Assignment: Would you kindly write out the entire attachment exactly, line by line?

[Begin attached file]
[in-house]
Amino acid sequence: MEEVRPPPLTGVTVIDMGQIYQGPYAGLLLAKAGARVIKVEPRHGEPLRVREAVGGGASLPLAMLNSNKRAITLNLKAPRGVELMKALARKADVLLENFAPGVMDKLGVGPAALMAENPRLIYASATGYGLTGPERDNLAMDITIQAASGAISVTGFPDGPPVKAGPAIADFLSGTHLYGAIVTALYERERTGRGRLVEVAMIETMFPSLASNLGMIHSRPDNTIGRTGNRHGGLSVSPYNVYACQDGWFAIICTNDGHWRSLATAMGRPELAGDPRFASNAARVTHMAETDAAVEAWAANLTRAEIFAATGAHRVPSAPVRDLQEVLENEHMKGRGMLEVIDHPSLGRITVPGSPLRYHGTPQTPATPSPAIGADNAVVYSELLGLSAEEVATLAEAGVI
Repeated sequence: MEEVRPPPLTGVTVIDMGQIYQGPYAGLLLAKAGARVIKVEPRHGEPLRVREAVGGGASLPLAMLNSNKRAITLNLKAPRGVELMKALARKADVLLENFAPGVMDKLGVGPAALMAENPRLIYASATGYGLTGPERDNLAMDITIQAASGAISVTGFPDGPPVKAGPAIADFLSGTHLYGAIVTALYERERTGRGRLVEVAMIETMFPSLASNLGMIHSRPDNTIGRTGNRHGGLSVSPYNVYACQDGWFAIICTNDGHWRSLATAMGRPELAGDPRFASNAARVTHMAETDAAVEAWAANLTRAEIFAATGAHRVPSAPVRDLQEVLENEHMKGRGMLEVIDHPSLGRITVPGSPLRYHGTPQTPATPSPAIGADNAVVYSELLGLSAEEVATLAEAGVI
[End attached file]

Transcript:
[in-house]
Amino acid sequence: MEEVRPPPLTGVTVIDMGQIYQGPYAGLLLAKAGARVIKVEPRHGEPLRVREAVGGGASLPLAMLNSNKRAITLNLKAPRGVELMKALARKADVLLENFAPGVMDKLGVGPAALMAENPRLIYASATGYGLTGPERDNLAMDITIQAASGAISVTGFPDGPPVKAGPAIADFLSGTHLYGAIVTALYERERTGRGRLVEVAMIETMFPSLASNLGMIHSRPDNTIGRTGNRHGGLSVSPYNVYACQDGWFAIICTNDGHWRSLATAMGRPELAGDPRFASNAARVTHMAETDAAVEAWAANLTRAEIFAATGAHRVPSAPVRDLQEVLENEHMKGRGMLEVIDHPSLGRITVPGSPLRYHGTPQTPATPSPAIGADNAVVYSELLGLSAEEVATLAEAGVI
Repeated sequence: MEEVRPPPLTGVTVIDMGQIYQGPYAGLLLAKAGARVIKVEPRHGEPLRVREAVGGGASLPLAMLNSNKRAITLNLKAPRGVELMKALARKADVLLENFAPGVMDKLGVGPAALMAENPRLIYASATGYGLTGPERDNLAMDITIQAASGAISVTGFPDGPPVKAGPAIADFLSGTHLYGAIVTALYERERTGRGRLVEVAMIETMFPSLASNLGMIHSRPDNTIGRTGNRHGGLSVSPYNVYACQDGWFAIICTNDGHWRSLATAMGRPELAGDPRFASNAARVTHMAETDAAVEAWAANLTRAEIFAATGAHRVPSAPVRDLQEVLENEHMKGRGMLEVIDHPSLGRITVPGSPLRYHGTPQTPATPSPAIGADNAVVYSELLGLSAEEVATLAEAGVI